Many brewery origin stories begin with a few friends homebrewing in a garage, having a few, and materializing the dream of one day opening their very own brewing establishment. DuVig Brewing Company out of Branford began on a dark and stormy night. No, I’m not quoting Bulwer-Lytton (you knew he coined that phrase, right?), I’m referring to the Dugas and Vigliotti families.
Connecticut experienced a delightful snow storm, a nor’easter if you will, in 2013. Most of us might’ve remembered passing the time doing things like; reading, shoveling, layering on 10 pounds of blankets, shoveling, regretting the many times we took having a warm nose for granted, more shoveling!?, or perhaps tapping into the reserves of your homebrew until the snow melts. Now that sounds like the way to spend a winter in New England, and it’s exactly what the Dugas’ and Vigliotti’s did.
When the beer was gone, the snow had long been melted, and the year was 2016. Just kidding. But when the storm was over, whether either family knew it at that point or not, DuVig Brewing was born.
Fast forward to today, and DuVig produces some fine brews out of a quaint store front on the outskirts of Branford, the home of juggernaut Stony Creek, and package store perennial Thimble Island. Despite jockeying for attention in the somewhat crowded market, let alone town, DuVig impressively manages to carve out plenty of space for itself.
We found ourselves a table within the small taproom and ordered a couple of flights, here’s what we found.
Starting with the Berliner Weisse, we enjoyed the crisp, tart, and clean finish of this beer. It feels that it won’t be long before the leaves are turning, and we look back on that sticky afternoon, yearning for another one. We may not have known it at the time, just like the DuVig team during that 2013 blizzard, but this beer was going to be the Our Favorite when it was all said and done.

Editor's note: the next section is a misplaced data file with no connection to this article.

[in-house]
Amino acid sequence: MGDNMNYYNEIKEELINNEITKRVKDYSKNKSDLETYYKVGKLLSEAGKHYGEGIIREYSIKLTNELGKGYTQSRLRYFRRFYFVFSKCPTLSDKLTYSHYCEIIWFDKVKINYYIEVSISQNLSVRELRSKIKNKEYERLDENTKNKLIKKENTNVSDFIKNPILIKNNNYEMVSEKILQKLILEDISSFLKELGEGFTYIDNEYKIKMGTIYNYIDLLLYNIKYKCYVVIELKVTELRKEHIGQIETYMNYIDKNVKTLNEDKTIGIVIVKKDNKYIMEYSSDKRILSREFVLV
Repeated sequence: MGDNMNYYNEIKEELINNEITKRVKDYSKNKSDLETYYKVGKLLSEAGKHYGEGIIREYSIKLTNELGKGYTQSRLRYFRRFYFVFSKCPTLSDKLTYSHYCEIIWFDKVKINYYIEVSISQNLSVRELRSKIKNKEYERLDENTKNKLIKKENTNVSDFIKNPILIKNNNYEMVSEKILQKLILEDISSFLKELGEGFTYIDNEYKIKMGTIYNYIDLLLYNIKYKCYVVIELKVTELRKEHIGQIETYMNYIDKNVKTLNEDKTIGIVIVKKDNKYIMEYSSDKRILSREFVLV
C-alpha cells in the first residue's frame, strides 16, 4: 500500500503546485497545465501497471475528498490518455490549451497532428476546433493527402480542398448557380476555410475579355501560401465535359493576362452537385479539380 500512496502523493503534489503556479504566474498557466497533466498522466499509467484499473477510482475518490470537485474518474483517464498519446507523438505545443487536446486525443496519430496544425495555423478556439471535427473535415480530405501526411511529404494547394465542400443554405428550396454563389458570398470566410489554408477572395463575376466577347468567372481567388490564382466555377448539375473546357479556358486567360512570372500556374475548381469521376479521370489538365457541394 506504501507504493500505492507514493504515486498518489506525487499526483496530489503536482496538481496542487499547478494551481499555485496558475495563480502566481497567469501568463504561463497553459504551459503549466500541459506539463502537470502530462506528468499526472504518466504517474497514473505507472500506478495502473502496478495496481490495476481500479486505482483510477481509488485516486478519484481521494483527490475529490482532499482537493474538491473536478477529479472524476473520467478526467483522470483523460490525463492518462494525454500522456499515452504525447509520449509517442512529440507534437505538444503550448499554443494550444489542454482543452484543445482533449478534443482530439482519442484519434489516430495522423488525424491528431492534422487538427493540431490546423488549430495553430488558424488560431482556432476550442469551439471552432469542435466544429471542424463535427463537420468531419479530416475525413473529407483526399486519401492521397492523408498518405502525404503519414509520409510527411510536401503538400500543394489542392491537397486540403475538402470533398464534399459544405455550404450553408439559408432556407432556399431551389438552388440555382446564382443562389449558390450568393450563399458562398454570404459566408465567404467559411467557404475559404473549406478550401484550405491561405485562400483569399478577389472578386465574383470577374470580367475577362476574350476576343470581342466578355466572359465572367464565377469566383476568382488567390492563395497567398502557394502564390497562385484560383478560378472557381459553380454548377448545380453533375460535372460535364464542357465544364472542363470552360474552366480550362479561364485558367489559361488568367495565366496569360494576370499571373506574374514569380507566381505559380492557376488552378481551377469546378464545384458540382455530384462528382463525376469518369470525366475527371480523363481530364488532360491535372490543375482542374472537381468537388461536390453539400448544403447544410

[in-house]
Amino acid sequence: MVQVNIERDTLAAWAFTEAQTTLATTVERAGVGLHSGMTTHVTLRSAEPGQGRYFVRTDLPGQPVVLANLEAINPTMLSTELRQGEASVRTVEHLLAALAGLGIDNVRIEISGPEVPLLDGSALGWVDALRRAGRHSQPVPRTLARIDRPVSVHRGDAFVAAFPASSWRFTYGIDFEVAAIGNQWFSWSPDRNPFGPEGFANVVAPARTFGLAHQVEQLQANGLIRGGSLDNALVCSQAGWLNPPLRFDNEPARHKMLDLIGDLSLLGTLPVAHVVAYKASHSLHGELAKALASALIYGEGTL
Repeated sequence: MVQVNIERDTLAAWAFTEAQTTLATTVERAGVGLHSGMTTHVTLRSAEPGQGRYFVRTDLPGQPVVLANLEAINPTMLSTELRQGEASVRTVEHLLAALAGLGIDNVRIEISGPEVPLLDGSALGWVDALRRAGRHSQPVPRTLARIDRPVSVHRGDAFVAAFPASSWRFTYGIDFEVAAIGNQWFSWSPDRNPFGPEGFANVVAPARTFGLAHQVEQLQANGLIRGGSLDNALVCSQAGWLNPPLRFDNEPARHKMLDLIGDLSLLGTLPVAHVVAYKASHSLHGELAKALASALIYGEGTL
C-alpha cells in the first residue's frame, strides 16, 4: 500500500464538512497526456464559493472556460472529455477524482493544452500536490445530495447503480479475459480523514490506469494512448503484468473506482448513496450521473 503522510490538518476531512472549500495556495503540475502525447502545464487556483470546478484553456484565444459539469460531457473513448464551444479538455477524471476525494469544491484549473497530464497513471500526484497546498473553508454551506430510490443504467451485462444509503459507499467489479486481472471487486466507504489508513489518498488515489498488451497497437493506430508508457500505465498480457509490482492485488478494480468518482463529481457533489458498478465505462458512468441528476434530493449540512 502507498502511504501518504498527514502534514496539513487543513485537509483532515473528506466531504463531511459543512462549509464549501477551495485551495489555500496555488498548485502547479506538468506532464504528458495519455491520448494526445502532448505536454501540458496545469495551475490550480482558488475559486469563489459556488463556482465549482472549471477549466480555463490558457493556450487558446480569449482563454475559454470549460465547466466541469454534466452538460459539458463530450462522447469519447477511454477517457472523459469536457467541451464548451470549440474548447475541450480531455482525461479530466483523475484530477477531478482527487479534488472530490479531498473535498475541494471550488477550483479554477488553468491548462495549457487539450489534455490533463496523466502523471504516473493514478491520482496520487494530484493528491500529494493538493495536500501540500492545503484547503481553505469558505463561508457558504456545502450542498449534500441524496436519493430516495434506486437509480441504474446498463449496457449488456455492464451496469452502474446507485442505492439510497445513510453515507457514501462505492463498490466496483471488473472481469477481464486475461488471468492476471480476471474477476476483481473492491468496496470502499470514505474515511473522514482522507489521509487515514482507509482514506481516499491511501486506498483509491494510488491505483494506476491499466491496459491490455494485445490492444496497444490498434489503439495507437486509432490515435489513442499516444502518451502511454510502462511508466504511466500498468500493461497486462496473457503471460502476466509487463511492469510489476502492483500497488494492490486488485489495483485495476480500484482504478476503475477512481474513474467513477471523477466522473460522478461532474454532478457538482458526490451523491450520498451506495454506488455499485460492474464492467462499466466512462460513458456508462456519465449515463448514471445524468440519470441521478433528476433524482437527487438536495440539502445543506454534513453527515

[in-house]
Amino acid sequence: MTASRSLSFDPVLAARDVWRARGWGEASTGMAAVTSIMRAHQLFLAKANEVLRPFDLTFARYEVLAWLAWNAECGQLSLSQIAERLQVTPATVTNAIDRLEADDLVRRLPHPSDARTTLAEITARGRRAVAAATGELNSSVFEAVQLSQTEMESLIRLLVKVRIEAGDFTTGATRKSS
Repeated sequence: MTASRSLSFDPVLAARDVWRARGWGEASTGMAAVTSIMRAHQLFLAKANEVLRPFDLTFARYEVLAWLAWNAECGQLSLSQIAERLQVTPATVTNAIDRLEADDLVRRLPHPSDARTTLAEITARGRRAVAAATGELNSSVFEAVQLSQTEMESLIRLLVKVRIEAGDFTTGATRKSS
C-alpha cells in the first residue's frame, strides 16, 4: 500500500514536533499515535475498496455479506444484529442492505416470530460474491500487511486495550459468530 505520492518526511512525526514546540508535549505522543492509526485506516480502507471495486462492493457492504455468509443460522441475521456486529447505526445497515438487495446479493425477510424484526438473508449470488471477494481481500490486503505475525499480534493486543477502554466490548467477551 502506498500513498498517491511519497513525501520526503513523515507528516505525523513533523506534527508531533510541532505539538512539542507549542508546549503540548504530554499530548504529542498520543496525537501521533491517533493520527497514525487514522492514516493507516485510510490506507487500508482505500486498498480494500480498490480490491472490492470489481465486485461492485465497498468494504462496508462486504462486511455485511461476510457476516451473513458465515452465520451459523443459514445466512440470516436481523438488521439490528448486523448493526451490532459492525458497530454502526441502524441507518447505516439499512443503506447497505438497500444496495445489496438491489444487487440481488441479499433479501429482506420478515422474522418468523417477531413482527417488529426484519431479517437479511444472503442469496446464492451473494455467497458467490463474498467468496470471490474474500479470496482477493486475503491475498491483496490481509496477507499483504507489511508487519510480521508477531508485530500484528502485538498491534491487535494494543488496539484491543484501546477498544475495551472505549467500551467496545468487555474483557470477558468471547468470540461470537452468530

Next up was the English Brown Ale, which seemed fairly standard throughout, except toward the end where we began to find some fruit traces. These flavors, in particular, aren’t very synonymous with Brown Ales, but the sneaky suspect is actually the yeast, creating an intriguing twist on an old classic. This might actually be one of our favorite Brown Ale’s in the state. The Vienna Lager was a nice balance between malt sweetness and aromatic hop flavor. With a toasted caramel color and a light profile to boot, this was a nice sample of a rare style beer these days.
The Moxie Ale is made in collaboration with Moxie Bar and Restaurant in nearby Madison. They combine the hops from the Pale Ale (which we’ll discuss shortly) and the malts from the Scottish Ale which we weren’t able to try, to make a quasi-Red Ale/Amber Ale mix. The duality of this beer doesn’t end with its style. The Moxie can be enjoyed as a thirst quencher at cold temperatures or as a rich sipper at warmer temperatures. This kind of versatility earned the Moxie Ale the Must Try recognition.
The American Pale Ale rounded out our day at DuVig. Similar to the Berliner Weisse, the weather certainly had a small influence on this one. Nothing against this Pale Ale though, it was delicious, and there’s a reason these types of beers are on taps all around from June to early September. Crisp, citrusy, and at 4.8% ABV, dangerously drinkable. Hop flavors bring out pineapple, mango, and grapefruit.
We weren’t able to get our hands on their famous Cream Ale which you can pick up at your local package store, or even the Bourbon Barrel Aged Bock which tickled our imaginations beyond belief, but you can pick up a 22 oz. bottle of the latter while supplies last.
So next time you’re visiting Connecticut’s most populated brewery town, be sure to stop by DuVig Brewing Company and see what they’re up to. They might not have a 30,000 square-foot facility, or the most spacious taproom in the state, but DuVig makes great beer, and at the end of the day, that’s all we ask.